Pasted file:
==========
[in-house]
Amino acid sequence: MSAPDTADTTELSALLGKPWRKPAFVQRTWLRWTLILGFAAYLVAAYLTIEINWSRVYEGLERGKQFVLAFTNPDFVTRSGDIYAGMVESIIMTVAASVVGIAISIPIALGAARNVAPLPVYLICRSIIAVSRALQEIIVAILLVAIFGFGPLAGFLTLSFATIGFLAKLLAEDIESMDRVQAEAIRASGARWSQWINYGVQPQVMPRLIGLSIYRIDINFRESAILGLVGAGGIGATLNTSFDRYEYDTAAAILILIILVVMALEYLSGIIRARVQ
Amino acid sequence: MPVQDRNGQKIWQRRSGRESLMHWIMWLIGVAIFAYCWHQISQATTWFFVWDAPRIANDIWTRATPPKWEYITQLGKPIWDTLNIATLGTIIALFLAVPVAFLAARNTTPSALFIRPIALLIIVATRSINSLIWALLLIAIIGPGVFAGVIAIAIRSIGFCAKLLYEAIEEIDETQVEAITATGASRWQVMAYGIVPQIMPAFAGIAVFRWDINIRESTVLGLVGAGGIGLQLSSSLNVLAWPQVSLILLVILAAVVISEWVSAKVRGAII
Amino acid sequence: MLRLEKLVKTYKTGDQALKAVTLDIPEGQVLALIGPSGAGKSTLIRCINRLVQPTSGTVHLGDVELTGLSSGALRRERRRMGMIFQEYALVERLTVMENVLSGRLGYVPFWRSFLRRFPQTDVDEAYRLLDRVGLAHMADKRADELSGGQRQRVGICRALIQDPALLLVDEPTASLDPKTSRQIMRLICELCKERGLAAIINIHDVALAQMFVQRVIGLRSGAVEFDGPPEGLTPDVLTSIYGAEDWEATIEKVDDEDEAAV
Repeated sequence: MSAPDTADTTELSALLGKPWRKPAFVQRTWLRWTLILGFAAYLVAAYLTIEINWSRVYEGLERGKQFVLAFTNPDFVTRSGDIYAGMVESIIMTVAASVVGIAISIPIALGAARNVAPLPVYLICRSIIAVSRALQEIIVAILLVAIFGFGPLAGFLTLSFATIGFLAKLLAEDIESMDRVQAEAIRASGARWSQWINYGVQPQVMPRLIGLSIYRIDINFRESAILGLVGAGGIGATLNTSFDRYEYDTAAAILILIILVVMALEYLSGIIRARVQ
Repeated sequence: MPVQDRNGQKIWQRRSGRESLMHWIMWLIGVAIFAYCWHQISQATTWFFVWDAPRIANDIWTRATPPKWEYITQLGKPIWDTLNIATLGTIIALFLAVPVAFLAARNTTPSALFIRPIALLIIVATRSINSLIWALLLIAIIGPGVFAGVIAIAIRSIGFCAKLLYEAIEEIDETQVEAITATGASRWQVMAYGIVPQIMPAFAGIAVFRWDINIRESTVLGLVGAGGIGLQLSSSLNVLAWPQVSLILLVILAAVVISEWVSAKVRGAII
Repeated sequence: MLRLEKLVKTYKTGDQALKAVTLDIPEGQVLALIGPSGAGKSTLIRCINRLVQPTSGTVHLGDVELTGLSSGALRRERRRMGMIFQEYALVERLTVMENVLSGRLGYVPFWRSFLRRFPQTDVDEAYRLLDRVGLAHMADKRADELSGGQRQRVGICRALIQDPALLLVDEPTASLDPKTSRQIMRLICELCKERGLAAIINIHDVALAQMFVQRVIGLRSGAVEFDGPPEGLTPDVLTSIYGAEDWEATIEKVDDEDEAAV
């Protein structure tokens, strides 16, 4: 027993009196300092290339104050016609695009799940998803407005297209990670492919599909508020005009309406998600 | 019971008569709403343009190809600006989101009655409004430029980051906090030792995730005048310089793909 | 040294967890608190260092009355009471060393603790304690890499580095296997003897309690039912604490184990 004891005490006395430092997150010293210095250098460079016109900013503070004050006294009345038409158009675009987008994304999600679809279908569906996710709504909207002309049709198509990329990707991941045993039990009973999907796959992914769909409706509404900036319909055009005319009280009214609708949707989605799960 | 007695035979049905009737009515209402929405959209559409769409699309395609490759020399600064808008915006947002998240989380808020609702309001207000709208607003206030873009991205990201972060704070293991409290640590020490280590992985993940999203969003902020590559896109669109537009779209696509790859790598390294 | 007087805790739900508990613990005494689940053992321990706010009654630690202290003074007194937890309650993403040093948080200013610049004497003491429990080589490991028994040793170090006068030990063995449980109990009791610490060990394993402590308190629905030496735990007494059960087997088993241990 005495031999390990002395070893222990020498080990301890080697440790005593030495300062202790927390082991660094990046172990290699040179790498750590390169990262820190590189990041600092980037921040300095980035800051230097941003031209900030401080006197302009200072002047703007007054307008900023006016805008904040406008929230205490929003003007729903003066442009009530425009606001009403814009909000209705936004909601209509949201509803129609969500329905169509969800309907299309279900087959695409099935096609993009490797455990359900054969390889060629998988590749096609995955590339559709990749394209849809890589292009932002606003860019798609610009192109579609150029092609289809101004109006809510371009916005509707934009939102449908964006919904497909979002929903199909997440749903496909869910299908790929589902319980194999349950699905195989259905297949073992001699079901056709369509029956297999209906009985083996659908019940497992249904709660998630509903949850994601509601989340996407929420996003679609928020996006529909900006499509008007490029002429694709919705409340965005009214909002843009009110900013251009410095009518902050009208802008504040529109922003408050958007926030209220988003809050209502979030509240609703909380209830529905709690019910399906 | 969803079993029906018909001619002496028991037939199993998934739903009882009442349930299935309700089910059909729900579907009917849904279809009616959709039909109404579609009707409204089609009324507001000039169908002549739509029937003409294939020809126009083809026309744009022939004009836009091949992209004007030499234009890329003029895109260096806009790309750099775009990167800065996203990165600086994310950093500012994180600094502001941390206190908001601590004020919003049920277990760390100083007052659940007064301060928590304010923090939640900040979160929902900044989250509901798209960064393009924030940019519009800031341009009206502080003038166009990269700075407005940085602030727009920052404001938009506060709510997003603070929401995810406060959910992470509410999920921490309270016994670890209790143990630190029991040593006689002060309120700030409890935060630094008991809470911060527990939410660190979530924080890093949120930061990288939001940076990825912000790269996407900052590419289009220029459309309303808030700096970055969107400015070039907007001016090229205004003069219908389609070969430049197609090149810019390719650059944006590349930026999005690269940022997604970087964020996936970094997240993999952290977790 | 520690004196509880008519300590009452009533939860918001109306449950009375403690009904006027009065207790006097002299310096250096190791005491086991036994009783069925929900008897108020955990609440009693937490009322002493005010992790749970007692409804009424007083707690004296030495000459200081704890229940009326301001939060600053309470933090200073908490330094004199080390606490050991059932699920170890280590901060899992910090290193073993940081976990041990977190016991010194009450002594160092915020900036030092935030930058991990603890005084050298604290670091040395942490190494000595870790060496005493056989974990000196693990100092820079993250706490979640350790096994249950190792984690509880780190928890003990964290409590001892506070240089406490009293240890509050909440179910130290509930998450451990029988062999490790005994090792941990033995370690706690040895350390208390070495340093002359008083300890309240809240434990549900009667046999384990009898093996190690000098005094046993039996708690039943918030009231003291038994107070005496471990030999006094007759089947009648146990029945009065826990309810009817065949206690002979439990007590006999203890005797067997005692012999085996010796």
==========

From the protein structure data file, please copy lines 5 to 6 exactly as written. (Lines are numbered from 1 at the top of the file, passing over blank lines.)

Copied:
Repeated sequence: MSAPDTADTTELSALLGKPWRKPAFVQRTWLRWTLILGFAAYLVAAYLTIEINWSRVYEGLERGKQFVLAFTNPDFVTRSGDIYAGMVESIIMTVAASVVGIAISIPIALGAARNVAPLPVYLICRSIIAVSRALQEIIVAILLVAIFGFGPLAGFLTLSFATIGFLAKLLAEDIESMDRVQAEAIRASGARWSQWINYGVQPQVMPRLIGLSIYRIDINFRESAILGLVGAGGIGATLNTSFDRYEYDTAAAILILIILVVMALEYLSGIIRARVQ
Repeated sequence: MPVQDRNGQKIWQRRSGRESLMHWIMWLIGVAIFAYCWHQISQATTWFFVWDAPRIANDIWTRATPPKWEYITQLGKPIWDTLNIATLGTIIALFLAVPVAFLAARNTTPSALFIRPIALLIIVATRSINSLIWALLLIAIIGPGVFAGVIAIAIRSIGFCAKLLYEAIEEIDETQVEAITATGASRWQVMAYGIVPQIMPAFAGIAVFRWDINIRESTVLGLVGAGGIGLQLSSSLNVLAWPQVSLILLVILAAVVISEWVSAKVRGAII